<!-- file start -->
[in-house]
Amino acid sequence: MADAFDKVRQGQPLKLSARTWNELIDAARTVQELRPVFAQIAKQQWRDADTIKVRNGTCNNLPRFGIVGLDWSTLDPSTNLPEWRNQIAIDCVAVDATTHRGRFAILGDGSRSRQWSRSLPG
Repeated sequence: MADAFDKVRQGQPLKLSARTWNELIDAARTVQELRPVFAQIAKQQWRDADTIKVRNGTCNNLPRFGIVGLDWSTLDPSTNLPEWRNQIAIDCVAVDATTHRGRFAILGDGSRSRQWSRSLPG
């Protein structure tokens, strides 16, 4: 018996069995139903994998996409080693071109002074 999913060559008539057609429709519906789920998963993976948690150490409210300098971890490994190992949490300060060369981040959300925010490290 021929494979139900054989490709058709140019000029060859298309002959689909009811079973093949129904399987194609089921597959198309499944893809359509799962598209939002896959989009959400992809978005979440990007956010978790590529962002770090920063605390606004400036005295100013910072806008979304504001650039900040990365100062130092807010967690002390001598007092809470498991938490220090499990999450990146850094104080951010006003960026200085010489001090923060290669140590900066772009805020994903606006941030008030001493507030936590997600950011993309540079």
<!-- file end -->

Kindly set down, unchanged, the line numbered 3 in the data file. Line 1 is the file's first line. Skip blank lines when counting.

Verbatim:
Repeated sequence: MADAFDKVRQGQPLKLSARTWNELIDAARTVQELRPVFAQIAKQQWRDADTIKVRNGTCNNLPRFGIVGLDWSTLDPSTNLPEWRNQIAIDCVAVDATTHRGRFAILGDGSRSRQWSRSLPG